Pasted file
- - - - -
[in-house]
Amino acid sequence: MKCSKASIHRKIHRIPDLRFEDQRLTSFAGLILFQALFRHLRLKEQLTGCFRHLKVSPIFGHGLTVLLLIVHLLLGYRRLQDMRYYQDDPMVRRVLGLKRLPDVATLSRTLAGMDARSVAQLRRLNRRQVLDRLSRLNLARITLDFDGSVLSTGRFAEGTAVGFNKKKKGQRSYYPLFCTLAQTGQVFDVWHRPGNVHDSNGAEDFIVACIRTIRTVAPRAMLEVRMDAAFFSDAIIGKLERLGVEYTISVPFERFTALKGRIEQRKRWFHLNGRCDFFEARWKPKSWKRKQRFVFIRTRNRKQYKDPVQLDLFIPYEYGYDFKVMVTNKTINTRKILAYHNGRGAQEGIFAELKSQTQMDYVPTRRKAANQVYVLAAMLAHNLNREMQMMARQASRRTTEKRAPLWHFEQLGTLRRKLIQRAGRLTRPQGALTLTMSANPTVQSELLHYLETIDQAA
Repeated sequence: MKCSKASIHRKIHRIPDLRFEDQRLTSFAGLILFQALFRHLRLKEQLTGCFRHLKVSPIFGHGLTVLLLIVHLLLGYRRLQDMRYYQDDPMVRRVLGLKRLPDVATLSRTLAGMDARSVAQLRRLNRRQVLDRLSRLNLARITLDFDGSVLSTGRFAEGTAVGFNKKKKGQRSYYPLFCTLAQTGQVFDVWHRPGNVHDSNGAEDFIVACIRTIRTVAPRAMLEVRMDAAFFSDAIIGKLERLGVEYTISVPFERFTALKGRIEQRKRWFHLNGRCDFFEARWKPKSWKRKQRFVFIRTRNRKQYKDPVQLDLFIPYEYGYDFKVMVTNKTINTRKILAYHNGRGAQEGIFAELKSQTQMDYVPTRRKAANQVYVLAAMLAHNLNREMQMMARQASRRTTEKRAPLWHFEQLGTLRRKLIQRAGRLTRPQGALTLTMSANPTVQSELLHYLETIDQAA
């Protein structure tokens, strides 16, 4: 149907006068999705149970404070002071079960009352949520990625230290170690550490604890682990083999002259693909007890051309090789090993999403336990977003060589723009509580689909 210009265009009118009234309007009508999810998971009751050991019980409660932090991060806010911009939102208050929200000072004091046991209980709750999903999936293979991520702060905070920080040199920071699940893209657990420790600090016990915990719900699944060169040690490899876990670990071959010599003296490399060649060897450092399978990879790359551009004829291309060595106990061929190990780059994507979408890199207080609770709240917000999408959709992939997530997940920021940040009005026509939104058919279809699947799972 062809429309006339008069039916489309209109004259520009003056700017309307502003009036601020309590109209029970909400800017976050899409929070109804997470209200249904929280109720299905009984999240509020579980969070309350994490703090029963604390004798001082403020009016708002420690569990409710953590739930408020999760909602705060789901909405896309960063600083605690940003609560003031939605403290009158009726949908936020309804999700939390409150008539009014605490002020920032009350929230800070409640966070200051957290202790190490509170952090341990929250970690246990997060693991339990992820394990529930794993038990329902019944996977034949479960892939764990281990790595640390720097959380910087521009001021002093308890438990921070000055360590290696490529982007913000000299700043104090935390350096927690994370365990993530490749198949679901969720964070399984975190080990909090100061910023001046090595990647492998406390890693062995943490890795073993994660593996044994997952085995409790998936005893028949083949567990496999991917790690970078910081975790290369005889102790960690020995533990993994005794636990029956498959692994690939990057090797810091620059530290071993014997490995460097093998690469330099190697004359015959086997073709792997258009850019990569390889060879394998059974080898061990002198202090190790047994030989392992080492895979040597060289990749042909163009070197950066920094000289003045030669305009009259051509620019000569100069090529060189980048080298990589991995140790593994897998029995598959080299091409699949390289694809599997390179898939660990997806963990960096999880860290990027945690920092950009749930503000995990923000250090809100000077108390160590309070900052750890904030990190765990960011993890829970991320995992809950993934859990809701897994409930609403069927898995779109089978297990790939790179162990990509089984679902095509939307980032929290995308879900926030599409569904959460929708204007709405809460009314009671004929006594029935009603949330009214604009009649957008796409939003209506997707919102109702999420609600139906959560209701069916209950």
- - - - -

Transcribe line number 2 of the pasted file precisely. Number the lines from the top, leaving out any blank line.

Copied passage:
Amino acid sequence: MKCSKASIHRKIHRIPDLRFEDQRLTSFAGLILFQALFRHLRLKEQLTGCFRHLKVSPIFGHGLTVLLLIVHLLLGYRRLQDMRYYQDDPMVRRVLGLKRLPDVATLSRTLAGMDARSVAQLRRLNRRQVLDRLSRLNLARITLDFDGSVLSTGRFAEGTAVGFNKKKKGQRSYYPLFCTLAQTGQVFDVWHRPGNVHDSNGAEDFIVACIRTIRTVAPRAMLEVRMDAAFFSDAIIGKLERLGVEYTISVPFERFTALKGRIEQRKRWFHLNGRCDFFEARWKPKSWKRKQRFVFIRTRNRKQYKDPVQLDLFIPYEYGYDFKVMVTNKTINTRKILAYHNGRGAQEGIFAELKSQTQMDYVPTRRKAANQVYVLAAMLAHNLNREMQMMARQASRRTTEKRAPLWHFEQLGTLRRKLIQRAGRLTRPQGALTLTMSANPTVQSELLHYLETIDQAA